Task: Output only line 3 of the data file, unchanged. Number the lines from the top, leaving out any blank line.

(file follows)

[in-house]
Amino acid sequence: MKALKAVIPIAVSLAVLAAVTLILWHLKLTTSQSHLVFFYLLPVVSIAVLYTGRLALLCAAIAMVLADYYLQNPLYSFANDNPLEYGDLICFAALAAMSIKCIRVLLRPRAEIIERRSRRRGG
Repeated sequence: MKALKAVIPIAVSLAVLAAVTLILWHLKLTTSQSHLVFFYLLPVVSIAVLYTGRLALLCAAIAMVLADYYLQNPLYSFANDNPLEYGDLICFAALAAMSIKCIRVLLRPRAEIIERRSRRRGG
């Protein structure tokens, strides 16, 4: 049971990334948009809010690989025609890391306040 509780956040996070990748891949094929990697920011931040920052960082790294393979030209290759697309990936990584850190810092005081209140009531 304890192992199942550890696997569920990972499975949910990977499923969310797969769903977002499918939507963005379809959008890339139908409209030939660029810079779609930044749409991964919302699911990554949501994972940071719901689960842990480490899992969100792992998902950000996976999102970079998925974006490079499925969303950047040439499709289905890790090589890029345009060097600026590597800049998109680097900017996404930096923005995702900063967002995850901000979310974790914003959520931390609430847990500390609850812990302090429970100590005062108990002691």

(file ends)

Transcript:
Repeated sequence: MKALKAVIPIAVSLAVLAAVTLILWHLKLTTSQSHLVFFYLLPVVSIAVLYTGRLALLCAAIAMVLADYYLQNPLYSFANDNPLEYGDLICFAALAAMSIKCIRVLLRPRAEIIERRSRRRGG